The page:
(6) The long-term answer to the New Normal – and to the dictatorship of relativism the New Normal is trying to impose on the universities and professions (without encountering much resistance) on traditional religious communities (less successfully, so far) and on individuals (through reprehensible but effective bullying and shaming) – is the re-conversion of the United States to right reason, moral truth and a biblical way of seeing the world. This is a multigenerational project; it will necessarily be ecumenical and interreligious. From the Catholic point of view, the only possible response to the New Normal is a robustly evangelical Catholicism: one that displays true happiness in lives of solidarity with others; one that links that happiness and solidarity to friendship with Jesus Christ and the truths his church teaches, inviting others to consider “a still more excellent way” (1 Corinthians 12.31).

(7) And that means a thorough catechesis of the Catholic people of the United States, not least through preaching: preaching that forthrightly challenges the too-often-typical Catholic shrug at the New Normal; preaching that calls Catholics to deeper friendship with Christ, meaning deeper conversion to his truth.

George Weigel is Distinguished Senior Fellow of the Ethics and Public Policy Center in Washington, D.C.

alertAt the Spring Assembly of the U.S. bishops, Cardinal Joseph Tobin suggested that a delegation ofbishops go to the border to see for themselves what was happening to newly arrived immigrants, families and children. On July 1 and 2, Cardinal Daniel DiNardo, president of the U.S. bishops conference, and five other bishops conducted a pastoral visit to the diocese of Brownsville, Texas. Stops included Mass at the Shrine of Our Lady of San Juan del Valle with the community, a visit to anHHS/OBR Shelter and Mass for the families there, a visit to the Customs and Border Patrol processing center in McAllen, TX, and a press conference at the end of their visit. Catholic News Service accompanied the bishops on their border trip.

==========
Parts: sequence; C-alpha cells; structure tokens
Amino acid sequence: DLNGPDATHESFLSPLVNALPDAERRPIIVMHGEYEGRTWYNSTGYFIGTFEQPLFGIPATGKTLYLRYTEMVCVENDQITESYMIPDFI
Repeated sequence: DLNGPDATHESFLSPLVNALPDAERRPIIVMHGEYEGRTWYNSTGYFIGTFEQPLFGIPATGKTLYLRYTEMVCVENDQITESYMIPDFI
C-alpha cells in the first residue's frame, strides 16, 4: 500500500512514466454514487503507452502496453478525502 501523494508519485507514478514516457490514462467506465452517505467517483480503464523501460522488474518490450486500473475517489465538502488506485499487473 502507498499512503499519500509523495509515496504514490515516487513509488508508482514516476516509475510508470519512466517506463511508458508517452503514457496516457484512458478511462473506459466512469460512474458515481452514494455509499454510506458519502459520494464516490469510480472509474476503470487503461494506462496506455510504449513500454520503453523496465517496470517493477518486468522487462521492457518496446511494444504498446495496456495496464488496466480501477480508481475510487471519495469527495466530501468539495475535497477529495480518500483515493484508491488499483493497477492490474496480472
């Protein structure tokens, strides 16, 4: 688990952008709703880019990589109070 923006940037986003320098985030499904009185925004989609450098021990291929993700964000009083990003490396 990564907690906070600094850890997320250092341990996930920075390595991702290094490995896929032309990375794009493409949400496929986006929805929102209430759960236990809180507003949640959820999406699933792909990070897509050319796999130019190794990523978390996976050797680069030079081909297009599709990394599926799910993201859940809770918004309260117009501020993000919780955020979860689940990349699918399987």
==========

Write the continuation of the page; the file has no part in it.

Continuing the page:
1. Backgrounder and analysis of the bishops’ trip to the border: Cardinal DiNardo told CNS, “You cannot look at immigration as an abstraction when you meet” the people behind the issue.
  2. At final press conference, Cardinal Daniel Dinardo said the church was willing to be part of any conversation to find humane solutions because even a policy of detaining families together in facilities caused “concern.”
  3. Bishops serve soup to immigrant families at a center run by Catholic Charities and listen to their stories. Scranton Bishop Joseph Bambera said he found hope in hearing the people in the room talk about what’s ahead. They didn’t speak of making money but of finding safety for their children, he said, driven by “the most basic instinct to protect your family.”
  4. At an opening Mass he Basilica of Our Lady of San Juan del Valle-National Shrine near McAllen, Texas, Bishop Daniel Flores of Brownsville told Massgoers, “The bishops are visiting here so they can stop and look and talk to people and understand, especially the suffering of many who are amongst us,”

A delegation of U.S. bishops goes on a fact-finding mission at the U.S.-Mexican border to learn more about Central American immigration detention.

Following their visit to an immigrant detention center, U.S. bishops said they are even more determined to call on Congress for comprehensive immigration reform.